Has the sun finally set on London's property market?

Original article written by Rebecca Jones for iNews (14/01/2019)

House prices in the capital have been the runaway financial success story of the past ten years. Since October 2008, ONS and Land Registry data shows the average price of a home in the capital has risen from £266,999 to £472,609: growth of nearly 80% that includes the tumult of the 2009 crash.


In contrast, the average price of a home in the North East - the UK's most economically deprived region - has grown by just 3.2% over the same period: from £124,448 to £128,488, reflecting a grossly imbalanced economy that has favoured the Square Mile above all else.


There are signs, however that the sun may finally be setting on London's property boom, with the latest Nationwide index showing prices in the capital falling for two consecutive years - down 0.8% in 2018 after a 0.5% slide in 2017.


Estate agent Homes and Property says this is the first time this has happened since the early 1990's, when London witnessed a devastating property crash from which house prices didn't recover for nearly a decade.


According to data from London Central Portfolio (LCP0, annual transactions have also fallen drastically, last year standing at just 3,703 in Prime Central London - the hotbed of mega price growth since 2008 - which is 15% down on 2017 and 45% down since 2014. In Greater London, the main domestic market, they are down by 4.1% on the year and 26% since 2016.


Brexit and taxes: the only certainties

A major factor behind the latest decline is, of course, Brexit. Since June 2016 when the UK voted to leave the European Union, the economic uncertainty that has rocked every corner of the UK has sent national price growth plummeting: from 8.2% a year to just 2.7% in October.


Prices in the capital, however, have been hit hardest by a raft of tax changes since 2012, including increases in stamp duty for more expensive properties, the abolition of tax breaks for foreign buyers and the introduction of 3% additional stamp duty on second homes in 2016.


These changes have effectively stopped London house prices in their tracks, with the rate of growth nose diving from around 20% a year for both inner and outer London in August 2014, to declines of -2.9% and -0.2% respectively in October (according to ONS, which differs from Nationwide).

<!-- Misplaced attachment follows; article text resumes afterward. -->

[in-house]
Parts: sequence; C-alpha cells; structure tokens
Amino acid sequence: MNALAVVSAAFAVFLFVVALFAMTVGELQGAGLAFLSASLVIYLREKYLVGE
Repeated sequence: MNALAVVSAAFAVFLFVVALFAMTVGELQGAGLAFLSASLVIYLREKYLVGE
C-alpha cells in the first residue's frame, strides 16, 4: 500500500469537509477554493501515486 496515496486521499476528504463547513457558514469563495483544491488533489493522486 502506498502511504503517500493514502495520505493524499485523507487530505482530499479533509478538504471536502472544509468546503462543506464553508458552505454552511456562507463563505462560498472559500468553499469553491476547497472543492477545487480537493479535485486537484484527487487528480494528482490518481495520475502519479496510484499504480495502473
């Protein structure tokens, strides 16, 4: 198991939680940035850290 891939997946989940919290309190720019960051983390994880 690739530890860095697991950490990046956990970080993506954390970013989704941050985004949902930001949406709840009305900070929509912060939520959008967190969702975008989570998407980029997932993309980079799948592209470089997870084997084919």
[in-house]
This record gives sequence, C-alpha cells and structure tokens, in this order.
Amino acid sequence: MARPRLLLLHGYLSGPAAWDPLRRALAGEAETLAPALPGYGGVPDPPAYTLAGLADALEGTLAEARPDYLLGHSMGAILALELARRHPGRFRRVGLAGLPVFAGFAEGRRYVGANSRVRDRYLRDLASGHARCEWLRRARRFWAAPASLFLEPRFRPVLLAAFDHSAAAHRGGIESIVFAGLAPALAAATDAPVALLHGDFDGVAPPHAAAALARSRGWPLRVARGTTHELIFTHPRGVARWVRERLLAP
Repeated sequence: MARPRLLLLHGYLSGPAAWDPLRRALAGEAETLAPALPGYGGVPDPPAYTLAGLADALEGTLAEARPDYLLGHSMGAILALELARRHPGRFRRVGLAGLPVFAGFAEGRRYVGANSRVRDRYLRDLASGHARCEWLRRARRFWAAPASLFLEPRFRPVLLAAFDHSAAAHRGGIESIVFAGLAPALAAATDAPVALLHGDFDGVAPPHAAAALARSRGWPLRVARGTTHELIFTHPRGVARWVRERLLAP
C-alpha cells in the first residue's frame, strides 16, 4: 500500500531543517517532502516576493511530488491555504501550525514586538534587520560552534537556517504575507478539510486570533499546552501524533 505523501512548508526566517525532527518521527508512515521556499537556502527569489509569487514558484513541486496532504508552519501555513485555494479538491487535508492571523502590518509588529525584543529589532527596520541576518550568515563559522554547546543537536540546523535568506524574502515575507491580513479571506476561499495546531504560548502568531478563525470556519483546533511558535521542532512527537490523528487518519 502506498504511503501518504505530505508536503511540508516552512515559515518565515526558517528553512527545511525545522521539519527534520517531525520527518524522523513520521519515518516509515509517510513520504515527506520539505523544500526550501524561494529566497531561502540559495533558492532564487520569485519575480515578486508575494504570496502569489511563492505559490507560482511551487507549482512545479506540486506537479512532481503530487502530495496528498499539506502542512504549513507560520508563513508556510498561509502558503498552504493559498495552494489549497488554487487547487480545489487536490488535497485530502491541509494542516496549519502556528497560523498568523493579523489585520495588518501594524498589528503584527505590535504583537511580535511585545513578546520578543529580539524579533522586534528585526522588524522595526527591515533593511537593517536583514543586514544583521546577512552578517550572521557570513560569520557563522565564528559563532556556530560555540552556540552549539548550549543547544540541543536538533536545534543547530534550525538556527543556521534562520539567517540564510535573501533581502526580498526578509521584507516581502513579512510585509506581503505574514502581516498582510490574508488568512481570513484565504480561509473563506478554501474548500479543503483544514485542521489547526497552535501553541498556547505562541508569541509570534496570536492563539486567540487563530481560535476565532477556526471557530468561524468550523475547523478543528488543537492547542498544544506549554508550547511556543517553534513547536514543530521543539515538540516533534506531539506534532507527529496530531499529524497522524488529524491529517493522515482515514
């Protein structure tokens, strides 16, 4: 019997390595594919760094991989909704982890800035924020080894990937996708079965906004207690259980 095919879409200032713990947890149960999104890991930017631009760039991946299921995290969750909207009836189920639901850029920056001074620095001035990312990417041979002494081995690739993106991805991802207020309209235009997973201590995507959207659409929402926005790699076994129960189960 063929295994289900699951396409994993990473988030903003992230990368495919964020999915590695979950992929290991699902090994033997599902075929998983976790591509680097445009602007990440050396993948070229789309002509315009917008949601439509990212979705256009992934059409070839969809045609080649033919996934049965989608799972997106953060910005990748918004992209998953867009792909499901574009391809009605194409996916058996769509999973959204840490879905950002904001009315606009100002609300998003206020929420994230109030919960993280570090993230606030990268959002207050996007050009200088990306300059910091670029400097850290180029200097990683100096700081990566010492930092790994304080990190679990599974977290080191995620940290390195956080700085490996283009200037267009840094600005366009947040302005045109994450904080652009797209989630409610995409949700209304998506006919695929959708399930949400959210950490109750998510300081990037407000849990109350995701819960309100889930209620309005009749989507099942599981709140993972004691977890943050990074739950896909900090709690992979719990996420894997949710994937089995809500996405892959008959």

Naomi Heaton, chief executive of LCP, comments: "The then-Chancellor George Osborne had good intentions with his changes to stamp duty, namely trying to reduce the tax burden for the many by increasing it for wealthy buyers stop excessive foreign direct investment into London property.


However, the changes have hammered all corners of London property, leading to huge loss for the Treasury: stamp duty revenues were down £685m in the first 9 months of last year compared to 2017."


No-one left to buy

As well as higher taxes, affordability has also become a major issue in the capital. The average house price is now 16 times the average UK salary of £29,588, putting home ownership far out of reach of the average Londoner.


And that's if you believe the Land Registry/ONS stats. According to both LCP and Rightmove, the average London house price is closer to £650,000. This is because the latter two include fresh new builds, which are typically prices at 15 - 20% above market value.


New builds are of particular concern to Heaton, who says the Help to Buy Scheme has forced many first time buyers in the capital into these inflated properties that tend to be the first to see prices crash when a downturn comes. On the likelihood of the latter, she is in little doubt.


She says: "Currently, prime central London property is down by around 20%, and even more if you're buying in US dollars, so international buyers are really just waiting for some certainty over Brexit before coming in to snap up some bargains.


In the wider domestic market, however, there is more bloodshed to come. In periods of economic uncertainty, prices in the domestic market tend to fall slower than inner London, but they fall harder, and they take longer to recover. If I were looking to buy a property in the domestic market, I would wait."


Rent to live

Finally, there are those that argue that London's famous generation rent is - in fact - quite happy about it; that the trend away from ownership in areas such as motoring, entertainment and even clothing among younger people is now establishing itself in property.


Harry Downes, founder of landlord Fizzy Living, comments: "Historically home ownership has been the most important thing, but the younger generation is different. They don't want to be tied down by a mortgage, and in fact they can't be. The average worker can now expect to have to change jobs five times in their career and a mortgage is a huge stress in that situation."


|in stead of more ownership, Downes argues that the London property market needs to become as friendly to renters as his firm is, which has dedicated property managers called "Bob" in each building, allows pets, are all five minutes walk from a tube station, and which go for market rates.


UNCLE, founded by Canadian expat Ryan Prince, similarly manages a selection of properties across the capital that give residents access to a 24/7 gym, yoga studio and co-working space while repairs are guaranteed within 48 hours, or else tenants get a rent rebate.


Prince says: "It is incredible that in London there is no large-scale, institutionalised and professionally managed rental sector. It's that which needs to change, and we have a long way to go. At this point a huge boom in home ownership in London is unlikely, even if prices crash dramatically."

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